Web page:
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So, you think they’re taking advantage?

The How and Why for UBI

Many Canadians are overworked and underpaid while still struggling to pay their bills. Some are working more than one full-time job, unable to afford necessities such as housing.

The welfare system, supposedly designed to be a safety net for citizens, is stretched to its limits and is no longer meeting its citizen’s needs. Therefore, the need for innovative solutions has never been more pressing.

Universal Basic Income (UBI) is not a new concept; it has been gaining traction as a solution to the increasing financial hardships faced by many Canadians since the 1970s. While it may sound radical to some, the idea is relatively straightforward and accessible. 

Under a UBI program, citizens receive a guaranteed, unconditional cash transfer from the government. This income is designed to cover the basic necessities of life, such as food, clothing, and shelter. 

It would not be designed to fully economically support someone but rather to decrease financial stress on Canadians. 

Canada has recently taken a step towards implementing a UBI. A pilot program launched in Quebec on Jan. 1, 2023 aims to test the effectiveness of a basic income program as a means of addressing the economic challenges faced by many citizens. 

The question remains as to whether the lessons learned from this pilot will actually be used to reshape the nation’s social welfare system. It’s worth noting that a similar program in Ontario was cancelled in 2018, leaving many with doubts about the actual future implementation of UBI in Canada. When the pilot was cancelled, the Ontario government indicated they were going to utilize the money to focus on “more proven approaches,” although no specific approaches were determined. 

I know what you’re thinking—if the government gives money away, then no one will want to work! 

Who wants to work in the current labour market anyways?!

Those navigating the labour market have most likely noticed the shift of less full-time work and an increase in part-time positions available, a trend known as the “gig-economy”. 

By solely providing part-time hours to multiple people it eliminates a business’ responsibility to provide benefits. 

Citizens are left managing multiple schedules and multiple jobs in an attempt to make ends meet. But people won’t quit working with the introduction of a UBI.

The likelihood of someone choosing to not work at all if they receive a basic income is fairly low. In fact, part-time work has been shown to increase by at least 17 per cent. What’s more likely to come from the implementation of a UBI program is an improvement in health and quality of life.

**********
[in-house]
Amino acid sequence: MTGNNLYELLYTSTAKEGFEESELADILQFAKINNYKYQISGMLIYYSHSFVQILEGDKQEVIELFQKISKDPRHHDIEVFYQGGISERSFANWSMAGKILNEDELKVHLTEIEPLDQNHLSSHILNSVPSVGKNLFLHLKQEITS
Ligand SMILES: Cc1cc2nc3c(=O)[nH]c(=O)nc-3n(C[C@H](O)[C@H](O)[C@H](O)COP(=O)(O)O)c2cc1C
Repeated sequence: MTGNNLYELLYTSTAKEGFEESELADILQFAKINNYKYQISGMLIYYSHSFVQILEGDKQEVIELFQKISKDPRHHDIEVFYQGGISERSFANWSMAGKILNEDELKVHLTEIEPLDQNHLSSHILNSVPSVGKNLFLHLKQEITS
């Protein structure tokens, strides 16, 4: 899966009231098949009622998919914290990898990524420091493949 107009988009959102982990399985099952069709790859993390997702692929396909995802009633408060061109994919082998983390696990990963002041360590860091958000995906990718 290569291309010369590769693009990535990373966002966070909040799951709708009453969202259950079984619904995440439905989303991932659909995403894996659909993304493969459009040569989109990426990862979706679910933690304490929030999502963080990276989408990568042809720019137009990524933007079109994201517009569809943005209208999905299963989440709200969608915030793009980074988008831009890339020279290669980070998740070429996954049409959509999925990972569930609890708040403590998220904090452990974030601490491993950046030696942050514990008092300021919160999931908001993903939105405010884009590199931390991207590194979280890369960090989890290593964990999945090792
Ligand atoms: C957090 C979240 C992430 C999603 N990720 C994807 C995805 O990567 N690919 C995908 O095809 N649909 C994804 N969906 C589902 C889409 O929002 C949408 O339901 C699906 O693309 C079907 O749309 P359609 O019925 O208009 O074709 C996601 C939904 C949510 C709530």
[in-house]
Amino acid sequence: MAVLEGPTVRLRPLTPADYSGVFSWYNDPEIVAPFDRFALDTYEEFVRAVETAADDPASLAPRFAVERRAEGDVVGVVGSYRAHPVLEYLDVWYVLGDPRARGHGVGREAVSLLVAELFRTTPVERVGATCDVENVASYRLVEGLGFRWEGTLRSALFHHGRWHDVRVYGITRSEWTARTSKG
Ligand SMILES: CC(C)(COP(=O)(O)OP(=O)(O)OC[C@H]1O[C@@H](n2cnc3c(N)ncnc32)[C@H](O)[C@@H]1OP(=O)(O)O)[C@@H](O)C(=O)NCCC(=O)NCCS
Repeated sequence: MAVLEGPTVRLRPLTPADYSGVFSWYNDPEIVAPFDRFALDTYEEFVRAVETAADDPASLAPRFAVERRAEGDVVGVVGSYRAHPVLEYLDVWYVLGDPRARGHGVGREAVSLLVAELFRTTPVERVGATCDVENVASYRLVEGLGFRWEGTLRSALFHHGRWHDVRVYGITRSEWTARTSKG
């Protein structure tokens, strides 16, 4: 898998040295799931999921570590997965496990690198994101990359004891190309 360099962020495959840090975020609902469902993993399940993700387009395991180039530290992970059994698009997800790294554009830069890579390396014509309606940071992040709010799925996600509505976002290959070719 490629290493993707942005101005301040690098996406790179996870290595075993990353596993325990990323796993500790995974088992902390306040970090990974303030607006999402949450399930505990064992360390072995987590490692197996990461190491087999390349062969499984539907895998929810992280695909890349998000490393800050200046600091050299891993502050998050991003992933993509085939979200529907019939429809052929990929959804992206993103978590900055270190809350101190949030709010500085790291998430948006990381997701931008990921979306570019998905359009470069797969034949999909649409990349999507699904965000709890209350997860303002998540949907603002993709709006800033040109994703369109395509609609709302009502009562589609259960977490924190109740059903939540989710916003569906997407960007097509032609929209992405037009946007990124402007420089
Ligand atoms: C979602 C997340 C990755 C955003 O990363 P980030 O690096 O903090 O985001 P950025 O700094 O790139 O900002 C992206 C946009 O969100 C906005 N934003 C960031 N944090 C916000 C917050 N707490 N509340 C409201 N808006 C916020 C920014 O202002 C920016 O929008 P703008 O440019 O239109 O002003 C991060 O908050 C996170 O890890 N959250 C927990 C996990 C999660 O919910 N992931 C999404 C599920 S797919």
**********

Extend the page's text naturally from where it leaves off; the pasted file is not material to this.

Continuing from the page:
When people are not constantly fighting to survive, they have the freedom to invest in their education, become more meaningfully involved in their communities, participate in more leisure activities, and seek better employment opportunities or start small businesses, all of which would increase economic activity, generate higher tax revenues and foster economic growth.

Implementing a universal basic income program across Canada is no small feat by any means, but the potential benefits are substantial and would alleviate a significant amount of the stress on our current welfare programs. 

So, how would it work?

One approach for implementation could involve streamlining current social welfare programs and subsidies. By consolidating these programs into one comprehensive UBI initiative, the government could reduce the costs associated with our current welfare state which historically costs the government billions of dollars.  

A UBI program would not require criteria for eligibility, aside from an initial age. The aim is to provide financial assistance to all citizens, and this should be done without excluding those who may not fit the traditional definition of “poverty.” which is currently measured by the Market Basket Measure

Okay, but wouldn’t that result in taxes increasing? 

No! Canada can fund a basic income with little or no impact on most working Canadians through contributions from our financial sector, fewer tax breaks for large companies and fewer subsidies for the wealthiest Canadians.

I know many individuals feel that a UBI would be taken advantage of by citizens, but how have we gotten to a state where basic human rights being met is seen as an advantage? 

Even the implementation of a UBI program set to 75 per cent of the poverty line would not end poverty in Canada, however, it would reduce poverty by 50 per cent

As a leader in human development (HDI), you would think that we could better care for our citizens, communities and environment, rather than solely the economy. 

The pilot program in Quebec is a step in the right direction, and I believe it is an opportunity to potentially redefine the Canadian social welfare system. The implementation of a UBI would alleviate financial stress for citizens, potentially reduce the oversaturated reliance on the welfare state and improve our economy. 

As a society, we must acknowledge that our current system is failing the majority of citizens and look forward to a more inclusive and economically vibrant future for all Canadians.


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